"A good speech is like a pencil; it has to have a point.”
Public speaking is a critical component of influencing people through communication. If you’re new to the skill, it can seem extremely nerve-wracking. That’s why we’ve gathered the top industry practices from Scott Sugerman, biotech leader at Genentech.
During Episode 10 of Think Deeply, Speak Simply—Secrets of the World's Best Public Speakers—Scott shared his go-to tips for impactful public speaking in any setting. Whether you’re presenting in front of a small group or a large business conference, he has the perfect roadmap to success.
Use the “ACORN” acronym
Whether you’re a newbie or veteran of public speaking, Scott recommends the book, Getting a Squirrel to Focus by Patricia B. Scott. Here, you’ll find his favorite recipe for how to entice listeners with the following ingredients:
First, identify who your audience is. Then, ask yourself how you intend to get them to listen.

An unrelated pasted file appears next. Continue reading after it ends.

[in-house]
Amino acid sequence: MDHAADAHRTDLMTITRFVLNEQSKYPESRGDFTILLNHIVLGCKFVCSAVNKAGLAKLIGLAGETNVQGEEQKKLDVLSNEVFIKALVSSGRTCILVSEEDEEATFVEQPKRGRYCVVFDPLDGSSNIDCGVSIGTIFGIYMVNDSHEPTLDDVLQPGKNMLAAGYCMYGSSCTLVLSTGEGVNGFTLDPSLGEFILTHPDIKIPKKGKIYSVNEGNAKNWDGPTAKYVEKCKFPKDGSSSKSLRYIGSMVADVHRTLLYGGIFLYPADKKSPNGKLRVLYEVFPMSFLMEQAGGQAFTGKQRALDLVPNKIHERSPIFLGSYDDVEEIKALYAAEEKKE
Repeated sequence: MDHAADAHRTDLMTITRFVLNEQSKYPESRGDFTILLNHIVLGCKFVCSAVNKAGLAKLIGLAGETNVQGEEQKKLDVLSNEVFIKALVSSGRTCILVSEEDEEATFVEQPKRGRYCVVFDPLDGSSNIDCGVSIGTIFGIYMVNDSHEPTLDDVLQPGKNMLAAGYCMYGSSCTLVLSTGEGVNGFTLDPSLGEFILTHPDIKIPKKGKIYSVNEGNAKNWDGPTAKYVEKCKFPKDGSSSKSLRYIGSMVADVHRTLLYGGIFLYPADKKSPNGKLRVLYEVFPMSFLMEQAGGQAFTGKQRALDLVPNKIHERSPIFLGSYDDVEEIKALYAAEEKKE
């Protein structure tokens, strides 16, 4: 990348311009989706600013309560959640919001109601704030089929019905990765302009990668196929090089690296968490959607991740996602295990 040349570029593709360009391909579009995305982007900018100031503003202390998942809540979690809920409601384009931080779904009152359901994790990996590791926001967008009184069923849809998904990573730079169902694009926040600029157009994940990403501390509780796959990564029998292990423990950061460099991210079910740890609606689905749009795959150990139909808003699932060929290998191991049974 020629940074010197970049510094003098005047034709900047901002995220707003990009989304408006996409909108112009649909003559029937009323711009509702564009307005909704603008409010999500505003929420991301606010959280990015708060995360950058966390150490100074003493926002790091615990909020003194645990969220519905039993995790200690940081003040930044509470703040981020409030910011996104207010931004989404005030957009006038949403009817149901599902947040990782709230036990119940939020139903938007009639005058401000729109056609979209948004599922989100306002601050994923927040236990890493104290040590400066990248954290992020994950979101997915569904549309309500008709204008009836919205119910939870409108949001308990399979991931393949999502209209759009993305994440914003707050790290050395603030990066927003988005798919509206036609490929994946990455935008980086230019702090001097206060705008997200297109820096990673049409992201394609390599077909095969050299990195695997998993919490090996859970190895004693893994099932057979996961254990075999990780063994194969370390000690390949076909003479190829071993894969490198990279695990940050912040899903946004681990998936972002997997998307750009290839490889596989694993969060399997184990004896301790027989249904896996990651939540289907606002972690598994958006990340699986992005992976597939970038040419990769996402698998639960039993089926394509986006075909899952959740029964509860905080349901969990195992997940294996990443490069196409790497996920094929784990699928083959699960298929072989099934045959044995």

Why should your audience be listening to you? What gives you authority on this subject matter over someone else?
Be smart about the structure of your presentation. Deliver your punchline early so listeners can understand and make sense out of what you’re saying.
- Remember me
Make your presentation memorable by grouping your content in sensible chunks. Be methodical so it’s easy for listeners to process and take knowledge away
- Need to connect
Why is your audience there? How is this information relevant to them? What is the heartfelt connection they should be walking away with?
This public speaking recipe can be applied to all industries. Whether you’re structuring a sales call, business presentation, or focus group, Scott praises this acronym as his holy grail for effective communication.
Be smart about your approach
Public speaking isn’t just about transferring information to your listeners.
Rather than data dumping too much content at once, learn to prioritize what you’re saying. Hone in on the message you want to communicate and get to your point quickly. Don’t spend too much time setting things up or you could lose your audience’s attention. Instead, deliver with emphasis and prepare, prepare, prepare.